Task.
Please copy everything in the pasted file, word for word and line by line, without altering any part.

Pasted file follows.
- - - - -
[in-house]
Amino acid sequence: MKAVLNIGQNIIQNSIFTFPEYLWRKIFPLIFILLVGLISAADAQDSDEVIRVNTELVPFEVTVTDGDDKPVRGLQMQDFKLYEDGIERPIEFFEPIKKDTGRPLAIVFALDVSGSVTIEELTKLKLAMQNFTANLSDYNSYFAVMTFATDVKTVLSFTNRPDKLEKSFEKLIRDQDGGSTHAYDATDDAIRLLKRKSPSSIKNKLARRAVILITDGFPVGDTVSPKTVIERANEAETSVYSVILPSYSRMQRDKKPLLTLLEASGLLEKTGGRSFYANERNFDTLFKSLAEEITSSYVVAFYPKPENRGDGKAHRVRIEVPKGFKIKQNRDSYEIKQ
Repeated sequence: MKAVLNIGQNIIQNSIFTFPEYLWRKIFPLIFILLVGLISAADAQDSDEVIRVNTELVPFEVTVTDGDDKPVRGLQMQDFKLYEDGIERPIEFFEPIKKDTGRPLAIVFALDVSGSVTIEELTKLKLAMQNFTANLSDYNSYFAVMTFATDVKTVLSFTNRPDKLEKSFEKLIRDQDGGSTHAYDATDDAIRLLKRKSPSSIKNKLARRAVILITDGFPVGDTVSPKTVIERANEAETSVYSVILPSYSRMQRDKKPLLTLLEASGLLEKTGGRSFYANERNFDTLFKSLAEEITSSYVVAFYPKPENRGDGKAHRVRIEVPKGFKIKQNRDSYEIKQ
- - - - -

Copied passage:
[in-house]
Amino acid sequence: MKAVLNIGQNIIQNSIFTFPEYLWRKIFPLIFILLVGLISAADAQDSDEVIRVNTELVPFEVTVTDGDDKPVRGLQMQDFKLYEDGIERPIEFFEPIKKDTGRPLAIVFALDVSGSVTIEELTKLKLAMQNFTANLSDYNSYFAVMTFATDVKTVLSFTNRPDKLEKSFEKLIRDQDGGSTHAYDATDDAIRLLKRKSPSSIKNKLARRAVILITDGFPVGDTVSPKTVIERANEAETSVYSVILPSYSRMQRDKKPLLTLLEASGLLEKTGGRSFYANERNFDTLFKSLAEEITSSYVVAFYPKPENRGDGKAHRVRIEVPKGFKIKQNRDSYEIKQ
Repeated sequence: MKAVLNIGQNIIQNSIFTFPEYLWRKIFPLIFILLVGLISAADAQDSDEVIRVNTELVPFEVTVTDGDDKPVRGLQMQDFKLYEDGIERPIEFFEPIKKDTGRPLAIVFALDVSGSVTIEELTKLKLAMQNFTANLSDYNSYFAVMTFATDVKTVLSFTNRPDKLEKSFEKLIRDQDGGSTHAYDATDDAIRLLKRKSPSSIKNKLARRAVILITDGFPVGDTVSPKTVIERANEAETSVYSVILPSYSRMQRDKKPLLTLLEASGLLEKTGGRSFYANERNFDTLFKSLAEEITSSYVVAFYPKPENRGDGKAHRVRIEVPKGFKIKQNRDSYEIKQ